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I have recently been asked to offer an opinion on the following question:

Mother's Day is _____ this month.
a) nothing
b) in

As far as I remember from school years, we do not use any preposition if what follows is this/ that. However, I have heard people use both forms. Could someone please clarify that for me.

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The choice of "nothing" in your blank is preferable, as a native speaker. It answers the question "When is it?" with "It is this month." I might also think of it as "It is occurring (or happening) this month."

The choice of "in" for the blank would be understood, but it sounds strange. It might answer a question like "What holiday is in this month?", but that's a less common question to be asked.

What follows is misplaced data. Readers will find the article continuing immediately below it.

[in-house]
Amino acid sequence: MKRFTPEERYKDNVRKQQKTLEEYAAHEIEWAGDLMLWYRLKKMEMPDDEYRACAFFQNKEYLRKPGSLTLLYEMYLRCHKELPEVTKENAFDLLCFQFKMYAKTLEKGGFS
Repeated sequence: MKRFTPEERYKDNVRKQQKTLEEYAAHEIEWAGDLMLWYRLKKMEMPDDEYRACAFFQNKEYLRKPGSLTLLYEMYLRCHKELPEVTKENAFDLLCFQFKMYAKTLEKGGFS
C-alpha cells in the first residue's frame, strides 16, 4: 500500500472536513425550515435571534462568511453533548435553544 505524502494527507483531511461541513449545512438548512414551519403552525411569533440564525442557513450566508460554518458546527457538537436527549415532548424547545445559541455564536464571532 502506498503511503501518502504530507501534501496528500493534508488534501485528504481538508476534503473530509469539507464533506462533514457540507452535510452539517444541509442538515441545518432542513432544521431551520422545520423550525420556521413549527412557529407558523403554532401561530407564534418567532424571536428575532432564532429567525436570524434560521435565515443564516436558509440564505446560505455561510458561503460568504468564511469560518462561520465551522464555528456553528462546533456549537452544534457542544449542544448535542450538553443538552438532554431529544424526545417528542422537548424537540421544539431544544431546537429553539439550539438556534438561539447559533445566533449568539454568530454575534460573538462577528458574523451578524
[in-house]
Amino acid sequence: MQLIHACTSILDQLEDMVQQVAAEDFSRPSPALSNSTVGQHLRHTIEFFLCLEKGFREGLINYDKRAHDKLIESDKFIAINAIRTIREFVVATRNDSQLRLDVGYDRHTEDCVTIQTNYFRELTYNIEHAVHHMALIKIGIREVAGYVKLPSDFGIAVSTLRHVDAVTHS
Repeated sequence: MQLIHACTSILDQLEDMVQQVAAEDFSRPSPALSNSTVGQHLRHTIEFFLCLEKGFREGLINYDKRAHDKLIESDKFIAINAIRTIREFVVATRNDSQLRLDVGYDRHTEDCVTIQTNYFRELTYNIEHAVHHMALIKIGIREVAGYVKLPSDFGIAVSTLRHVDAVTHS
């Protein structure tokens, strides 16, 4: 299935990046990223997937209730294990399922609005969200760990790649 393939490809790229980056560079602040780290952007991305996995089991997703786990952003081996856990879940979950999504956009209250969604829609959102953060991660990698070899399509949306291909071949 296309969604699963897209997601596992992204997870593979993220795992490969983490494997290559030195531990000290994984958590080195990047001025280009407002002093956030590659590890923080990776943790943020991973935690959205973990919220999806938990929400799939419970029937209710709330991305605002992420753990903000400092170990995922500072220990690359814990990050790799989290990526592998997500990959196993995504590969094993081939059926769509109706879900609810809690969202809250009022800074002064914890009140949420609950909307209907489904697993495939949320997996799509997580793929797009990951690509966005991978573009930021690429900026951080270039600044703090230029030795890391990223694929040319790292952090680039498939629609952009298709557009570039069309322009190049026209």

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b) in

A month is a set of days. Mother's Day belongs to this set of days, in the month.

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Thank you for your replies. All are appreciated. I gave the question a lot of thought and have scoured the internet and finally arrived at a theory: Theory : The English language, as any language, is evolving. More and more people speak it ( both native and non native). There are a lot of borrowings ( words borrowed from other languages). Would it be possible that ' in this month' is a direct translation from another language into English, but it has been used so many times that we have accepted it as standard? Just a theory that needs to be backed up with evidence, though.

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